Rick Minkus with Minkus Family Farms in New Hampton told us on May 23 the company has wrapped up shipping New York onions but is marketing onions from other parts of the country. “We are done, but there are still some New York onions out there,” Rick said. “Actually there are onions from newly everywhere. New York, Canada, and the Northwest are shipping older onions, and then you have all the new stuff too. All of this creates sluggish demand and a market that’s not good. On top of all of that, transportation is horrible. You can’t get a truck out of Arizona or Texas. That’s the problem with a good economy. There are easier things to haul than onions, and there are a lot of things moving across the country right now, so onion transportation suffers.’
Dan Borer with Keystone Fruit Co. told us on May 22 that Vidalia is “in full swing and getting to the point where they will start to wrap up the fresh harvest.” Dan added, “That could be quick because of weather, maybe in the next week or two.” He said, “Overall things have been good. The storage crop will start after fresh, and there are ample onions in storage from Vidalia.”
Texas Winter Garden:
David DeBerry with Southwest Onion Growers in McAllen told us his Eagle Pass deal is seeing “good movement but not at very good prices.” He said, “The market hasn’t gone anywhere. One buyer told me there are more unique shippers this week than at any other time of the year. A lot of unique locations have onions for sale.” He added, “Everybody has a good crop, and there is more product out there per acre.” David said official reports indicate the Texas Rio Grande Valley’s acreage was up 10 percent this year, and he said yields have also been up. About Eagle Pass, David said weather conditions have been good. “We continue to dodge the showers that are hitting all around us. We’re not quite halfway done with the deal and could go to June 15, weather permitting. We’re shipping all three colors plus Texas 1015s, and sizing is heavy to jumbos with not as many larger sizes.”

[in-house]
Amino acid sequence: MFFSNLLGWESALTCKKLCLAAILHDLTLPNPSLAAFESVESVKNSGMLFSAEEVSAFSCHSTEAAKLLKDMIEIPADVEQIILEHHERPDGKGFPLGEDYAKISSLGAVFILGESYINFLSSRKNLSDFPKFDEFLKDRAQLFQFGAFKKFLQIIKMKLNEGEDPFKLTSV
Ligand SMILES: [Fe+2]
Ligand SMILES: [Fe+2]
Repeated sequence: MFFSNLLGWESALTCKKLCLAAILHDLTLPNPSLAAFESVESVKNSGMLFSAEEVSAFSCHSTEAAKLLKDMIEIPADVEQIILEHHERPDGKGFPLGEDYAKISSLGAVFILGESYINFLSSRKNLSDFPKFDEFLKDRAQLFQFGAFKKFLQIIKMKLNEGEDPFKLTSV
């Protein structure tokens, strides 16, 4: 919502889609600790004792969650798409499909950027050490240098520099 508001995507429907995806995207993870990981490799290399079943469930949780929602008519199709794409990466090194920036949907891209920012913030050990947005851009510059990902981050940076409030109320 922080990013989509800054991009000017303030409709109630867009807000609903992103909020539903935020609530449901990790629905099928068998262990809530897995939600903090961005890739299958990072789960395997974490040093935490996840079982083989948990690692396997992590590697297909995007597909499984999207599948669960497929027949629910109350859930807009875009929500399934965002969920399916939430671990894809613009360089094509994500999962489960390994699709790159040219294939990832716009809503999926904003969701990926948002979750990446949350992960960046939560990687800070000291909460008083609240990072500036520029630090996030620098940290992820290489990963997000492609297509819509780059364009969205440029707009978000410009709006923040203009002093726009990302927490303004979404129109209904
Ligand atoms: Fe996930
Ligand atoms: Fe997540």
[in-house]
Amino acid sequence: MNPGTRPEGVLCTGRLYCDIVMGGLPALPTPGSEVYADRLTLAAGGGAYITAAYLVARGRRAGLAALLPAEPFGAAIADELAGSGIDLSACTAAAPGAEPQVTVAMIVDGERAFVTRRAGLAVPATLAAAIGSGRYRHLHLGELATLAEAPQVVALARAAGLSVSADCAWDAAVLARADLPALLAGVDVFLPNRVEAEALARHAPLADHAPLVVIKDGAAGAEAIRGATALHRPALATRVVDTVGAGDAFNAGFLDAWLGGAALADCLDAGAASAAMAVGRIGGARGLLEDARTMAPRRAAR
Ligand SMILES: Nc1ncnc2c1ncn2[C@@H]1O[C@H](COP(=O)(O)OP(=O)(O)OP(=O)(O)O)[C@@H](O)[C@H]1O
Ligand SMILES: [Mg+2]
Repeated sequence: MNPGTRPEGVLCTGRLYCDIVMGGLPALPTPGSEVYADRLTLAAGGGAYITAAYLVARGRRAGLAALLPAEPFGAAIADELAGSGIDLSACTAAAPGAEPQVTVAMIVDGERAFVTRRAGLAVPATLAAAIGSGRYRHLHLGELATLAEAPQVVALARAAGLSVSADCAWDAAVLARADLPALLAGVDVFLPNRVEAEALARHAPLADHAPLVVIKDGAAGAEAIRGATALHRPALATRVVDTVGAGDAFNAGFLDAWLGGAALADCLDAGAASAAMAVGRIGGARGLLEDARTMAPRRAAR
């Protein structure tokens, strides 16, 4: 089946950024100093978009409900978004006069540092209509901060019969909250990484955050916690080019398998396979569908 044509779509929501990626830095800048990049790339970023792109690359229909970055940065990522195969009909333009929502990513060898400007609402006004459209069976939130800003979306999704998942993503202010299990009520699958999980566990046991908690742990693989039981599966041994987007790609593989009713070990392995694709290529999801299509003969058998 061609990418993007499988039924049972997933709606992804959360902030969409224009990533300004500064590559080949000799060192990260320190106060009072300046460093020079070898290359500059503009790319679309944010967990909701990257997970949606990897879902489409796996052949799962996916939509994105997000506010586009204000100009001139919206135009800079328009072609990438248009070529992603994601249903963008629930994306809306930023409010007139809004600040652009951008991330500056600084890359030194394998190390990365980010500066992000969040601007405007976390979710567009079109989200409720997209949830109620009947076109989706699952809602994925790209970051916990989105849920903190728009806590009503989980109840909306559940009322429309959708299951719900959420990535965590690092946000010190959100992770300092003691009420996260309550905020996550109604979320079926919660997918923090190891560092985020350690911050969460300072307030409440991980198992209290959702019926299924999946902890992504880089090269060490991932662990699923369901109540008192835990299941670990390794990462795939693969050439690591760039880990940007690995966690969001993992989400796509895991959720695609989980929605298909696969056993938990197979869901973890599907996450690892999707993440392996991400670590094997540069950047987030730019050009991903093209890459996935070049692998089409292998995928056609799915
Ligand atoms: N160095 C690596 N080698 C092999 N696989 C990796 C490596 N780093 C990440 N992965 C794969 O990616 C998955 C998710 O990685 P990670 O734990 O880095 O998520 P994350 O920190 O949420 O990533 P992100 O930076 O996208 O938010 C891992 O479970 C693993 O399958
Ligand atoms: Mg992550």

Texas Rio Grande Valley:
Don Ed Holmes with The Onion House in Weslaco said on May 23 he would finish the Rio Grande Valley season on Saturday or early next week.
Don Ed Holmes with The Onion House in Weslaco, TX, said his growers are in “a little gap” this week, but he expects product to be coming in again next week. Don Ed said, “The market is still down, and it’s absolutely crazy.”
Paul Reeping with PR Sales reported on May 23 from his Litchfield sales office. “Demand has picked up this week on smaller sizes, mediums, and pre-packs,” he said, adding, “The best way to term the market right now is ‘unstable.’” Paul said his program will run through June 1. “We have yellows in all sizes, but our highest percentage of the volume is jumbos.”
Brenden Kent with Sunset Produce in Prosser reported on May 23 that Sunset had finished its 2017-2018 season. “Actually, we just shipped the last of our onions today,” Brenden said. When asked how the season turned out for Sunset, he said, “We had a very solid season. Of course, quality is always the focus, and this year was great! Our quality held throughout and we were able to keep our customers happy from start to finish.”
California Imperial Valley:
Dan Borer with Keystone Fruit Co. said on May 22 that Keystone was in transition from Mexico to the Imperial Valley, and he noted the latter had been “plagued with heat.” But he noted, “We concentrate on flats and don’t do a lot of hybrid round onions.” He said the flat onion quality has been “very good, and it fills the gap on sweets between Mexico and Walla Walla.”